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How to Handle Rental Complaints

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Handling complaints from renters can be a difficult process. As a property manager, one of the most rewarding and the most difficult parts of your job is to keep renters happy. While the majority of your tenants may never complain at all,  there are times when a renter does  complain and it’s important to handle that complaint in a professional yet caring manner. It’s important that every complaint, even the minor ones, are taken seriously. There are stories from renters about how their complaints were ridiculed, or simply forgotten.  Some even felt as if the issue in question was somehow their fault.

Here are some suggestions for handling tenant complaints that will ensure a quick resolution and a satisfied tenant:

  • Document the complaint or issue immediately. While we all are sure that we’ll remember something, during the course of a very busy day things such as complaints can be unpurposely forgotten or be put on the back burner. This will result  in an unhappy tenant, and no clear resolution to the issue. So make sure you document everything.
  • Address the issue immediately, or as soon as reasonably possible. A routine maintenance call about a faulty appliance can quickly escalate into a complaint about management responsiveness.
  • Excessive noise complaints are common, and should be investigated immediately for legitimacy and appropriateness. In the case where a noise violation has not occurred, managers should take the time to explain noise restrictions to the complaining party. If there is a legitimate complaint such as blasting music late at night,  the violating party must be dealt with promptly and properly.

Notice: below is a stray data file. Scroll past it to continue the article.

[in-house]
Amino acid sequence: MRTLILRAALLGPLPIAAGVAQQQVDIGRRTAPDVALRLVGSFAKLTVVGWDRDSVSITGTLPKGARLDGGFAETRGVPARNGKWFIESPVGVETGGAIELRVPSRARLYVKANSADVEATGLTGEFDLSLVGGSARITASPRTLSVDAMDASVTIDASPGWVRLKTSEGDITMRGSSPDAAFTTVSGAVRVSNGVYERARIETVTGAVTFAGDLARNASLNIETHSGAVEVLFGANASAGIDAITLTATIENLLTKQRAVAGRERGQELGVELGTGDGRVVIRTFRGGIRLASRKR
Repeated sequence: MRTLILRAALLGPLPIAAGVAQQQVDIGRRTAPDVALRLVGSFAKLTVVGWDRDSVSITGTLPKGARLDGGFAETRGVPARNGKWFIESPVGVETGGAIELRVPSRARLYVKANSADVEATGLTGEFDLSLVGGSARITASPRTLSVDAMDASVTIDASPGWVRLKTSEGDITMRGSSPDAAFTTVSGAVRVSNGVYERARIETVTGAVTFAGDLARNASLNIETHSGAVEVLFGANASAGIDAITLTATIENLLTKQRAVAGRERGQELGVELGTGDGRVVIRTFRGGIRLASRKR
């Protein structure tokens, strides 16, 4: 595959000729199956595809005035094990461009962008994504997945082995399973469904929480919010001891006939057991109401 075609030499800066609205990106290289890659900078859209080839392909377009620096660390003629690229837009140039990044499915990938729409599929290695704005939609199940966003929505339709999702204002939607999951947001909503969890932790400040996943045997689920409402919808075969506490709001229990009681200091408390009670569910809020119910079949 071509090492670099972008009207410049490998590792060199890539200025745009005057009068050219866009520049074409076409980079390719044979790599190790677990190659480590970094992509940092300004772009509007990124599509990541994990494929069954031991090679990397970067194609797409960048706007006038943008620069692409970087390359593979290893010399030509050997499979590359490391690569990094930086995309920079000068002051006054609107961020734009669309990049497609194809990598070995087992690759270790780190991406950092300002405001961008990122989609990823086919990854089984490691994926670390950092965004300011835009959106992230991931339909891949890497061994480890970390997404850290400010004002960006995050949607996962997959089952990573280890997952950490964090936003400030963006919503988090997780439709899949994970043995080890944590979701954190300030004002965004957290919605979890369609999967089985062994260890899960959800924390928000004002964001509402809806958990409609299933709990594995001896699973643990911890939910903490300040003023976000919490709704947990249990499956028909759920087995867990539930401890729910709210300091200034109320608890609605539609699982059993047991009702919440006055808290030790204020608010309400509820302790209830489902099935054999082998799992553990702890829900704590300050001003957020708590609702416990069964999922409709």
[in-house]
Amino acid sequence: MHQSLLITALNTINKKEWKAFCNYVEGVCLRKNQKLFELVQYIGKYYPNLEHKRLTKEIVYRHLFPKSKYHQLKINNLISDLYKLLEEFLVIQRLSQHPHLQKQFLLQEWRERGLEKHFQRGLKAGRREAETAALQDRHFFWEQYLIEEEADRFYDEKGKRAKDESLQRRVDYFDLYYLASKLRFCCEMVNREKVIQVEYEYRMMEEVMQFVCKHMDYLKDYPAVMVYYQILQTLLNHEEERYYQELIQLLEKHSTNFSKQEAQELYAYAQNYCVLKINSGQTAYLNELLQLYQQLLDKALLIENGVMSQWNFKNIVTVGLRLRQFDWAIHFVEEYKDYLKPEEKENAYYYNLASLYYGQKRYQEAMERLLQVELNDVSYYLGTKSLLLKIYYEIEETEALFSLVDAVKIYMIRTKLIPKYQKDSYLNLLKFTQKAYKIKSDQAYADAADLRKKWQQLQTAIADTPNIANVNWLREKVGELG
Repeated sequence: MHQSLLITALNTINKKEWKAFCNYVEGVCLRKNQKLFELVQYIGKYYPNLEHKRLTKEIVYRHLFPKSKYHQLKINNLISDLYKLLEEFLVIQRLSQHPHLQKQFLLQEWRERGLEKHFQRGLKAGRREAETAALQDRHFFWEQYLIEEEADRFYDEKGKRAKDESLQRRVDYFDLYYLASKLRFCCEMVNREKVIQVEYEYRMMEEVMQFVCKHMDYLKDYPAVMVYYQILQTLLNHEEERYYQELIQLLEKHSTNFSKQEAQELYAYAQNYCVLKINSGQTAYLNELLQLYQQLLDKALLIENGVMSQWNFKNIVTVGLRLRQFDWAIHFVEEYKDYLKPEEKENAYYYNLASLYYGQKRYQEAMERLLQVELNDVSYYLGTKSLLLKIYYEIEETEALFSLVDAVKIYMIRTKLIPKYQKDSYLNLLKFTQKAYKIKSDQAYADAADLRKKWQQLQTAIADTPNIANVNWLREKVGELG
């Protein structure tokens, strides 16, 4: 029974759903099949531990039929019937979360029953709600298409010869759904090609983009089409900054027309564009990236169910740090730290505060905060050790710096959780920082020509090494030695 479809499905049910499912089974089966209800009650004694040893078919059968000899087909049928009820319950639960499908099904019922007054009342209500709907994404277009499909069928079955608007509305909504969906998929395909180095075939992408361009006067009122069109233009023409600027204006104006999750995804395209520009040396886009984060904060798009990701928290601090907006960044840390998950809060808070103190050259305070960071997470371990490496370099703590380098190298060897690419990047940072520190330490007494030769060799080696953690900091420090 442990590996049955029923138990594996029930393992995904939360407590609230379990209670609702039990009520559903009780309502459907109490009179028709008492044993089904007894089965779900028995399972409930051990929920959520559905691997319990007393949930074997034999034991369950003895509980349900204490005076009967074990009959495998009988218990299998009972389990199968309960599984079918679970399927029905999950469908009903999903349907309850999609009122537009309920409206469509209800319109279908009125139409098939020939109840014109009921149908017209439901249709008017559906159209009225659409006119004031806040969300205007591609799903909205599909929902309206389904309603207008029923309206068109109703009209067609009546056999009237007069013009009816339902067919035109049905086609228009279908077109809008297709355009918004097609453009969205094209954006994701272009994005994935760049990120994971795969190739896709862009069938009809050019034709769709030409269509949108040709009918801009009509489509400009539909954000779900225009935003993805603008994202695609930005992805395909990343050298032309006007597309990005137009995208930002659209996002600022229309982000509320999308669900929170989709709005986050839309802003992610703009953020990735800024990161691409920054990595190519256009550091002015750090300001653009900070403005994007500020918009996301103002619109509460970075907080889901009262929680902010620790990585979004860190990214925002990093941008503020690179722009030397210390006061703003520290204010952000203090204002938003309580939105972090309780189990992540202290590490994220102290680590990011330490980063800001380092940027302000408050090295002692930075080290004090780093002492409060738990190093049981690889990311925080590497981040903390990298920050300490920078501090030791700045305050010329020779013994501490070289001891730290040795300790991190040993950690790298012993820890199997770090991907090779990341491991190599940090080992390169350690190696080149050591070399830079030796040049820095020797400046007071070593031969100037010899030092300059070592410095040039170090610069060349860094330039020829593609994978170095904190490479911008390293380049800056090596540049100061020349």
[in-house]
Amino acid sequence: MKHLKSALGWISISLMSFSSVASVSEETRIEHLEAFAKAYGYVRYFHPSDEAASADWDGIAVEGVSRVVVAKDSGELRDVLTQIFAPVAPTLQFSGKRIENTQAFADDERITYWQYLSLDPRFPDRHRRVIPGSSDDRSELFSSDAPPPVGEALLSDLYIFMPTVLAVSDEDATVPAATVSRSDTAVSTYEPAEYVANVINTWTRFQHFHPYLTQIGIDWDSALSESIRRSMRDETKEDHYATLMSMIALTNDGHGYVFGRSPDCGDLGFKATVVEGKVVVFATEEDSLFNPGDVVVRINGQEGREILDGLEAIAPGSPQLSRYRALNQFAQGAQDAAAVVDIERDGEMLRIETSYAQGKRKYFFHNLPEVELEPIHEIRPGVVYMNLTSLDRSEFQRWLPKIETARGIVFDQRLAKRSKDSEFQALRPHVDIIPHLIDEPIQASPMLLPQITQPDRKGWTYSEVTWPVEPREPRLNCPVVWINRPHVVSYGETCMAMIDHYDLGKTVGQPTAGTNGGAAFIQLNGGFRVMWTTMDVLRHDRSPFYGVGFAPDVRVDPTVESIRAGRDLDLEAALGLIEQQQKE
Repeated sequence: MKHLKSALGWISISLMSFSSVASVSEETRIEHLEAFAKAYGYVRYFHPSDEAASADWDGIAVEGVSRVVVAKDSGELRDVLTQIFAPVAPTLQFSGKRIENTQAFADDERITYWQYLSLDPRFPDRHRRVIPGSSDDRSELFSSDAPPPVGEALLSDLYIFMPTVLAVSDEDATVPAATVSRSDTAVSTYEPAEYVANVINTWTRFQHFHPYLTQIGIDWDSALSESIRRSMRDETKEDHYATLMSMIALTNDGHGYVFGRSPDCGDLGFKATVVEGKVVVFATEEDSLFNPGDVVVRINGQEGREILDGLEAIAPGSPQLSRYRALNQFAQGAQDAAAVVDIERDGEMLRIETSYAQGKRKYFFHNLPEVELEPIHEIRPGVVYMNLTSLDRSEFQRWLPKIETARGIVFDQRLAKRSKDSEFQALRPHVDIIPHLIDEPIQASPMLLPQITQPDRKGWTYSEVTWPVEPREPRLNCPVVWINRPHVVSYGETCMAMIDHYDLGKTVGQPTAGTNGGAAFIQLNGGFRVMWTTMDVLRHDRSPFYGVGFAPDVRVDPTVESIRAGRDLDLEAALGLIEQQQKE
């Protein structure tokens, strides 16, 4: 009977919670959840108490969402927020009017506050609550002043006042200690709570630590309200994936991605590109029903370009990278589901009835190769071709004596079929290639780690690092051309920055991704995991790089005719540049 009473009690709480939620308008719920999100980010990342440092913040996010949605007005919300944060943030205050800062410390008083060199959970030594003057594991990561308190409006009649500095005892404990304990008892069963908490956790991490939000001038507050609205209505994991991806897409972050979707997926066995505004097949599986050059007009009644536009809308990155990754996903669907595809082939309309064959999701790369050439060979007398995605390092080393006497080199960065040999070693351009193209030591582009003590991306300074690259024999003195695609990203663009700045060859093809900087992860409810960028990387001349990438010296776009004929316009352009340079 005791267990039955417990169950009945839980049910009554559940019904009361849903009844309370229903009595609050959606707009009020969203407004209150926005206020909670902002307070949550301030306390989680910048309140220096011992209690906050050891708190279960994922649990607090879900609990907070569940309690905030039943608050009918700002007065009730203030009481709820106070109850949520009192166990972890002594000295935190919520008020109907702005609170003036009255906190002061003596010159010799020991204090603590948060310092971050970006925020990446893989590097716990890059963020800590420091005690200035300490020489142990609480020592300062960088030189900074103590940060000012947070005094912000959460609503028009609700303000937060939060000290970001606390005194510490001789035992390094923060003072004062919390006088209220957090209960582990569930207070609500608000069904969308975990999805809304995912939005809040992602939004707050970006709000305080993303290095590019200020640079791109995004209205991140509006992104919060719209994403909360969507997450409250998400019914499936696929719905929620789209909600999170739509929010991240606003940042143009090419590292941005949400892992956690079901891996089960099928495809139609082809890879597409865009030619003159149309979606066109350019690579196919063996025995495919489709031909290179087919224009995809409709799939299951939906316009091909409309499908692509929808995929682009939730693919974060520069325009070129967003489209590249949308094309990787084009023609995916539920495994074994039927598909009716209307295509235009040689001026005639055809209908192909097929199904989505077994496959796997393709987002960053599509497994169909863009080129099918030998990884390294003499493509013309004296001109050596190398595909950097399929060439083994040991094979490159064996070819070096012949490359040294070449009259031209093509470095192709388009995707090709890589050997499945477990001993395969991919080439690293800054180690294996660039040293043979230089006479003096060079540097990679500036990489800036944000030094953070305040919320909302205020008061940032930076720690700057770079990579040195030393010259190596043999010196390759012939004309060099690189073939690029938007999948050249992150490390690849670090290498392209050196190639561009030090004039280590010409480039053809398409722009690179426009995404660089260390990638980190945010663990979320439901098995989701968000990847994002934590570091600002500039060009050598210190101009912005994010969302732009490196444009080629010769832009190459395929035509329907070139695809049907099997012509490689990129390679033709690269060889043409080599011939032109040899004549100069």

• Consider if a complaint is legitimate. While it is the property manager’s responsibility to process all complaints promptly, there will be times when there are no grounds for the complaint. Complaining about the wall colors in an apartment or the layout of a home is not a legitimate complaint. The tenant was aware of these things prior to moving in.
  • Try to assign each complaint a level of importance. While we want to treat every tenant complaint as important, complaints about things such as broken gates, leaves or dirt in the pools, burned out lighting, and stray pets must be placed on a high priority list.
  • Provide your tenant with a written response to their complaint. While you may want to speak to them in person, putting it in writing provides further reassurance that the issue has been or will be dealt with in a timely fashion.

Whatever the basis for the complaint, handling them in a prompt, professional manner will help to keep everyone happy.


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